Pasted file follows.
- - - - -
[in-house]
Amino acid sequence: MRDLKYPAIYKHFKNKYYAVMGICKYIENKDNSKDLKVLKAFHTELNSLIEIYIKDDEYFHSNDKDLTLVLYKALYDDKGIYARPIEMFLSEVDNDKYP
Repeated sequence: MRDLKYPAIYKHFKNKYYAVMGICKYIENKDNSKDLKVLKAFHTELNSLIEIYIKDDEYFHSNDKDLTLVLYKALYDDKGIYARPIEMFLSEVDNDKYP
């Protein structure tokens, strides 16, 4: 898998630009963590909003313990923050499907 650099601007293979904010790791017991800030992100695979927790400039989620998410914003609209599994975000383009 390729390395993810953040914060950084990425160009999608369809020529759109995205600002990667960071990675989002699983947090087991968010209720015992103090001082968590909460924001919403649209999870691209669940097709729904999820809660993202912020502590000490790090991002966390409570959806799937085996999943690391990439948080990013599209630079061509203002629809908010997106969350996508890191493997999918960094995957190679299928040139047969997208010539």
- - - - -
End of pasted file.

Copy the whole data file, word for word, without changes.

[in-house]
Amino acid sequence: MRDLKYPAIYKHFKNKYYAVMGICKYIENKDNSKDLKVLKAFHTELNSLIEIYIKDDEYFHSNDKDLTLVLYKALYDDKGIYARPIEMFLSEVDNDKYP
Repeated sequence: MRDLKYPAIYKHFKNKYYAVMGICKYIENKDNSKDLKVLKAFHTELNSLIEIYIKDDEYFHSNDKDLTLVLYKALYDDKGIYARPIEMFLSEVDNDKYP
């Protein structure tokens, strides 16, 4: 898998630009963590909003313990923050499907 650099601007293979904010790791017991800030992100695979927790400039989620998410914003609209599994975000383009 390729390395993810953040914060950084990425160009999608369809020529759109995205600002990667960071990675989002699983947090087991968010209720015992103090001082968590909460924001919403649209999870691209669940097709729904999820809660993202912020502590000490790090991002966390409570959806799937085996999943690391990439948080990013599209630079061509203002629809908010997106969350996508890191493997999918960094995957190679299928040139047969997208010539």